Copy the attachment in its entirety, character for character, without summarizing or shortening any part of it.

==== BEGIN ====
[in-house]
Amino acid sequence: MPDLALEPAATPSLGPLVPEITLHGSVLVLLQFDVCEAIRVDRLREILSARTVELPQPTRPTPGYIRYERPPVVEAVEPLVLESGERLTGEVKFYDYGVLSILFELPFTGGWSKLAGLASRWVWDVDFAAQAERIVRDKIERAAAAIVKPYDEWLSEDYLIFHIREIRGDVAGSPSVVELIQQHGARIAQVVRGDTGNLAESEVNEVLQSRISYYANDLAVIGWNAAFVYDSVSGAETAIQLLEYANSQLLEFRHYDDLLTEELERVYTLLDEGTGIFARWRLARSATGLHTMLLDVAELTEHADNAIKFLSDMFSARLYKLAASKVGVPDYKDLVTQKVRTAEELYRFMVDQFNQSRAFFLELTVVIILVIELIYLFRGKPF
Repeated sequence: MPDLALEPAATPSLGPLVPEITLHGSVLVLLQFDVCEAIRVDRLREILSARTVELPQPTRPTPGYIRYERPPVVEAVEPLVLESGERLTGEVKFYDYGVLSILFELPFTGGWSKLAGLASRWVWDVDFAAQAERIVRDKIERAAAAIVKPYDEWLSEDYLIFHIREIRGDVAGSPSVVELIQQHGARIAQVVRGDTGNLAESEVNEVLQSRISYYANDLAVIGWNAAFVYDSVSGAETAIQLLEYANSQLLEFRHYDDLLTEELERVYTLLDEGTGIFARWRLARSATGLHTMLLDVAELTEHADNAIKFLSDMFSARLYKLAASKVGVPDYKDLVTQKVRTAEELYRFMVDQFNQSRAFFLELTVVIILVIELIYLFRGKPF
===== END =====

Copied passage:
[in-house]
Amino acid sequence: MPDLALEPAATPSLGPLVPEITLHGSVLVLLQFDVCEAIRVDRLREILSARTVELPQPTRPTPGYIRYERPPVVEAVEPLVLESGERLTGEVKFYDYGVLSILFELPFTGGWSKLAGLASRWVWDVDFAAQAERIVRDKIERAAAAIVKPYDEWLSEDYLIFHIREIRGDVAGSPSVVELIQQHGARIAQVVRGDTGNLAESEVNEVLQSRISYYANDLAVIGWNAAFVYDSVSGAETAIQLLEYANSQLLEFRHYDDLLTEELERVYTLLDEGTGIFARWRLARSATGLHTMLLDVAELTEHADNAIKFLSDMFSARLYKLAASKVGVPDYKDLVTQKVRTAEELYRFMVDQFNQSRAFFLELTVVIILVIELIYLFRGKPF
Repeated sequence: MPDLALEPAATPSLGPLVPEITLHGSVLVLLQFDVCEAIRVDRLREILSARTVELPQPTRPTPGYIRYERPPVVEAVEPLVLESGERLTGEVKFYDYGVLSILFELPFTGGWSKLAGLASRWVWDVDFAAQAERIVRDKIERAAAAIVKPYDEWLSEDYLIFHIREIRGDVAGSPSVVELIQQHGARIAQVVRGDTGNLAESEVNEVLQSRISYYANDLAVIGWNAAFVYDSVSGAETAIQLLEYANSQLLEFRHYDDLLTEELERVYTLLDEGTGIFARWRLARSATGLHTMLLDVAELTEHADNAIKFLSDMFSARLYKLAASKVGVPDYKDLVTQKVRTAEELYRFMVDQFNQSRAFFLELTVVIILVIELIYLFRGKPF